Here is your latest issue of AgFax Weed Solutions, sponsored by Nufarm's Midwestern and Southern field teams.
 
Web Editor: Ernst Undesser

IN THIS ISSUE...

   

Editor's Picks

  • Hyper Resistance? This Waterhemp Defies 6 Modes Of Action. Is Palmer Next?

  • Australians Facing Slippage In Key Resistance Management Strategy
  • Robotic Weeding - Teaching Them The Difference Between Friends And Enemies
  • Herbicide Resistance: 7 Steps Towards Management

Focus On The Corn Belt

  • South Dakota - Palmer Pigweed Materializes, Vigilance Required
  • Pennsylvania: Fighting 2019's Palmer, Waterhemp Starts At Harvest
  • Kansas: Kochia Gains Cross Resistance To Key Herbicides
  • South Dakota: Put Time Into Marestail Control Now
  • Nebraska: Extension Weed Science School Set For Oct. 31

Focus On The South

  • Louisiana: You Can't Afford To Ignore Fall Burndown Programs
  • Tennessee Wheat: Weed Management Considerations
 
 
Will Palmer pigweed follow a similar trajectory towards more forms of resistance? That's a concern. See 6 practices that can help hold that in check with Palmer and other problem weeds.
 
    
 
 
The "double knock" herbicide approach has run into trouble in the country's cotton belt states as paraquat resistance emerges in a second weed species.
 
    
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Prototype weeding robots
 
So-called "machine learning" will determine whether a system has be practical value in a farmer's field or is just a neat idea. The University of Illinois, with USDA funding, melds a host of sciences to put weeds in the crosshairs.
   
  
 
Resistant weeds have a way of sneaking up on you. At first, it might look like an escape or a maybe small patch of weeds that survive. Eventually, it becomes the dominant type of that weed in the field. It’s “survival of the fittest” in fast forward.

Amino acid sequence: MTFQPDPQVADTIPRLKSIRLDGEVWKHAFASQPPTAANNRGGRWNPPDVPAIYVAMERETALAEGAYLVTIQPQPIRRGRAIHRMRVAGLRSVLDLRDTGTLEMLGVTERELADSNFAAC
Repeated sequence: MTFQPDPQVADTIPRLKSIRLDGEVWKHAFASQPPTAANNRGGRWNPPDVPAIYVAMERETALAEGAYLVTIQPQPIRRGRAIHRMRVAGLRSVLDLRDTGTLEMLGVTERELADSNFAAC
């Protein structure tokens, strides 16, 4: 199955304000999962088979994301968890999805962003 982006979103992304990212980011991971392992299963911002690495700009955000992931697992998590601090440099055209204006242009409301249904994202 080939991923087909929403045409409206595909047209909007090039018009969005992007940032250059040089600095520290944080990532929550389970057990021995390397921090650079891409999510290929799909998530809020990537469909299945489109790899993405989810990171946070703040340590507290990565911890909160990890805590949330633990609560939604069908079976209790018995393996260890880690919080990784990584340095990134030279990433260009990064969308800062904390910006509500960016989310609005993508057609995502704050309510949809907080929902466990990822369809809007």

This is serious stuff. The trick is to stay on top of Palmer, learn from everyone else's mistakes and not make matters worse. How's that for an assignment? 
 
    
 
If you chopped silage earlier and think you've controlled Palmer pigweed, think again. Palmer doesn't need to be a few feet tall to develop a seed head in the fall. Even plants less than a foot tall can still set seeds that will carry over to next year's crop -- only in a bigger way. Here are fall options.
 
    
At this point, weed scientists can’t say to what extent this co-resistance will lead to a “fitness cost” among these populations. So far, kochia populations that show resistance to dicamba and fluroxypyr tend to produce fewer seeds and grow less aggressively.
 
    
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According to research, 20% to 91% of marestail seeds that germinate in the fall can survive through the winter. That's how they get you.
 
    
 
Weed identification, cover crops to suppress weeds in corn/soybean cropping systems, effect of ultra-micro rates of dicamba on soybean yield, and management of herbicide drift will highlight the afternoon session.
 
    
 
Some weeds are capable of setting viable seed within 30 days after emergence duringearly fall. Post-harvest weed control is especially important when combating glyphosate-resistant weeds such as Palmer amaranth, waterhemp or johnsongrass. Problem fields should be identified and receive top priority for preventing seed return to the soil seedbank.
 
    
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Wheat
 
Weed control in wheat has become more of a struggle in recent years. Here are quick tips for dealing with 3 key problems - volunteer Roundup Ready corn, bluegrass and resistnat ryegrass. 
 
    
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AgFax Weed Solutions is published by AgFax Media LLC. If you're receiving this newsletter from us, either a friend or business contact asked us to forward the report to you or you are a regular subscriber to one of our crop, pest and issue-related reports covering states in the Corn Belt, South, Southwest and Far West.


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